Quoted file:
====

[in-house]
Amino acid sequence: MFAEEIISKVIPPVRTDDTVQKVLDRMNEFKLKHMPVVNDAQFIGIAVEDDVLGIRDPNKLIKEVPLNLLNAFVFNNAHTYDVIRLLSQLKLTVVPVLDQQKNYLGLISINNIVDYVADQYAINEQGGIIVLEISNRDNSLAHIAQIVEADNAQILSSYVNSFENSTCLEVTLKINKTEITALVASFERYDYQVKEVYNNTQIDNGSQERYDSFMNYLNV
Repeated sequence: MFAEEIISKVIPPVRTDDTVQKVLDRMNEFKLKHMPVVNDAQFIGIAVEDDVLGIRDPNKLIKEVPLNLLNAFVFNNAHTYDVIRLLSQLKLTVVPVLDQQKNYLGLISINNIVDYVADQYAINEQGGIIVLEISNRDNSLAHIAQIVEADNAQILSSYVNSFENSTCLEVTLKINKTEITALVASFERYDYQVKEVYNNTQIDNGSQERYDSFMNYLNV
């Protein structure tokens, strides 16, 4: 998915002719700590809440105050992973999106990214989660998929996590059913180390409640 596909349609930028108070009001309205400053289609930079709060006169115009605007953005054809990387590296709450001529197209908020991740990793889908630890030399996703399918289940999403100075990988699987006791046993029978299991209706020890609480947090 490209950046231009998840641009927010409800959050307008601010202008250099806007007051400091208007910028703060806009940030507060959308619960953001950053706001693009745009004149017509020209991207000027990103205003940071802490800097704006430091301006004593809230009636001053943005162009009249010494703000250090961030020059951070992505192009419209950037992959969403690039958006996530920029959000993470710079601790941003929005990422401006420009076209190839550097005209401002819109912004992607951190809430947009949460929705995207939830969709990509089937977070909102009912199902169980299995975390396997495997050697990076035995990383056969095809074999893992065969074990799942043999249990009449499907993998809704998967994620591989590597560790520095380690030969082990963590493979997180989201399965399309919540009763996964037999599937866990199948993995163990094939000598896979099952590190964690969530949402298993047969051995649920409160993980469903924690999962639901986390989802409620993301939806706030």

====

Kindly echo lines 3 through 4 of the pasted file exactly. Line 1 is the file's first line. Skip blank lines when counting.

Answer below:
Repeated sequence: MFAEEIISKVIPPVRTDDTVQKVLDRMNEFKLKHMPVVNDAQFIGIAVEDDVLGIRDPNKLIKEVPLNLLNAFVFNNAHTYDVIRLLSQLKLTVVPVLDQQKNYLGLISINNIVDYVADQYAINEQGGIIVLEISNRDNSLAHIAQIVEADNAQILSSYVNSFENSTCLEVTLKINKTEITALVASFERYDYQVKEVYNNTQIDNGSQERYDSFMNYLNV
């Protein structure tokens, strides 16, 4: 998915002719700590809440105050992973999106990214989660998929996590059913180390409640 596909349609930028108070009001309205400053289609930079709060006169115009605007953005054809990387590296709450001529197209908020991740990793889908630890030399996703399918289940999403100075990988699987006791046993029978299991209706020890609480947090 490209950046231009998840641009927010409800959050307008601010202008250099806007007051400091208007910028703060806009940030507060959308619960953001950053706001693009745009004149017509020209991207000027990103205003940071802490800097704006430091301006004593809230009636001053943005162009009249010494703000250090961030020059951070992505192009419209950037992959969403690039958006996530920029959000993470710079601790941003929005990422401006420009076209190839550097005209401002819109912004992607951190809430947009949460929705995207939830969709990509089937977070909102009912199902169980299995975390396997495997050697990076035995990383056969095809074999893992065969074990799942043999249990009449499907993998809704998967994620591989590597560790520095380690030969082990963590493979997180989201399965399309919540009763996964037999599937866990199948993995163990094939000598896979099952590190964690969530949402298993047969051995649920409160993980469903924690999962639901986390989802409620993301939806706030």